The events in Egypt have shown that social networking is now regarded as a human right by our State Department. I suppose it should be. But it’s a little disappointing when when they act disgusted by people losing their ability to tweet after funding the guy who has been locking them in prison for thirty years.
Twitter and Facebook never need to hire PR flacks–the American media are happy to endlessly focus discussion on them. Sure, these tools were used to help organize in Egypt, but I tend to side with Malcolm Gladwell’s New Yorker article dispelling the “Twitter Effect” during the massive protests in Iran over their disputed election. I don’t see them as being necessary in Egypt either.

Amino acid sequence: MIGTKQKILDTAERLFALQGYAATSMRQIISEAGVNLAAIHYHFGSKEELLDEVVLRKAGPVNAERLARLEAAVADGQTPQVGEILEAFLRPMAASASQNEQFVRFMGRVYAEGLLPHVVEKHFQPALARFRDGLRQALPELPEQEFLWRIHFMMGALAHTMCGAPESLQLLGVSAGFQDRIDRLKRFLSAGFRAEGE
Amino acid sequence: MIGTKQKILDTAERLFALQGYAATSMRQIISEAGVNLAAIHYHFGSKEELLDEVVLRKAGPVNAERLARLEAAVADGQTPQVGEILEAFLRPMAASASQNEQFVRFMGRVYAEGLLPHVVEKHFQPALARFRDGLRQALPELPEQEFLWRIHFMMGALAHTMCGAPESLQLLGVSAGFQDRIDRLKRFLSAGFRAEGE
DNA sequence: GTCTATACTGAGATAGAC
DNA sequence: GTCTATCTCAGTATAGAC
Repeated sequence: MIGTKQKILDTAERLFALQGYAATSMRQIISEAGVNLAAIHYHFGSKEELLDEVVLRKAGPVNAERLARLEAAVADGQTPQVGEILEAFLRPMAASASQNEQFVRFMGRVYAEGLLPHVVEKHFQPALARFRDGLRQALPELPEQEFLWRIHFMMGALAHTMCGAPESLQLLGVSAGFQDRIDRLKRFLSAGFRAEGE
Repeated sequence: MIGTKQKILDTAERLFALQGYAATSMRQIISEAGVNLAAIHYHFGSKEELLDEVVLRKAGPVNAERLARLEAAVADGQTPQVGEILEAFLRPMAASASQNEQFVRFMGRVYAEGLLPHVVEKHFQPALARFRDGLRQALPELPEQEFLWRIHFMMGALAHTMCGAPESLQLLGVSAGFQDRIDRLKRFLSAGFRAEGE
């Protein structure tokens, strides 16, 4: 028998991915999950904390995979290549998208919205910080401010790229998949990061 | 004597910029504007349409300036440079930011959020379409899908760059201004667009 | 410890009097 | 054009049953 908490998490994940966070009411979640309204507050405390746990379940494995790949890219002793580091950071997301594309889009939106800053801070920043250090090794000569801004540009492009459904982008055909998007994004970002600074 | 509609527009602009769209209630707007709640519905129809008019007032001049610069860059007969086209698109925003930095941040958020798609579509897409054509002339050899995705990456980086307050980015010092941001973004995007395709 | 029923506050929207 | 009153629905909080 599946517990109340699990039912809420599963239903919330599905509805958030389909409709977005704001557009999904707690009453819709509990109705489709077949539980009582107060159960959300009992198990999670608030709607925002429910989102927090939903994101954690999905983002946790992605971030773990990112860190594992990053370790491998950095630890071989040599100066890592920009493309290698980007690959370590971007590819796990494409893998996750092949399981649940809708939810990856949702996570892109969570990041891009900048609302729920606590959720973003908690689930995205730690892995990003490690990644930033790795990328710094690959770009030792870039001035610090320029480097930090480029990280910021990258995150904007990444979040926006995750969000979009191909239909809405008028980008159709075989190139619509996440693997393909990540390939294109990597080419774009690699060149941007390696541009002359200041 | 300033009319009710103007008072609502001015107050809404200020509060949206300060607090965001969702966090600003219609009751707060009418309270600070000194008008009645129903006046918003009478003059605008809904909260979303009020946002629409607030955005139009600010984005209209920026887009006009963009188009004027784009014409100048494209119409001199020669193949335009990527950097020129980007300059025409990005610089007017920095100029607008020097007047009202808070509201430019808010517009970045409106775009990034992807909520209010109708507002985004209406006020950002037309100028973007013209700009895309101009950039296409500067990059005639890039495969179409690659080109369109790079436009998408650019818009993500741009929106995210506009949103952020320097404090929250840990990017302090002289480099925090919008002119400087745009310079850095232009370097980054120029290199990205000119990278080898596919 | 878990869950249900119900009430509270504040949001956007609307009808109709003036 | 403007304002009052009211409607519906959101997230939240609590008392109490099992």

Pundits tend to forget that somehow people have manage to organize, take to the streets and overthrow governments for ages without the aid of iPhones. Egyptians didn’t need to “like” democracy on Facebook or tweet their outrage. It wasn’t hard to find the location and time of the event when people were pouring through the streets. It was time to put down the phone and join them.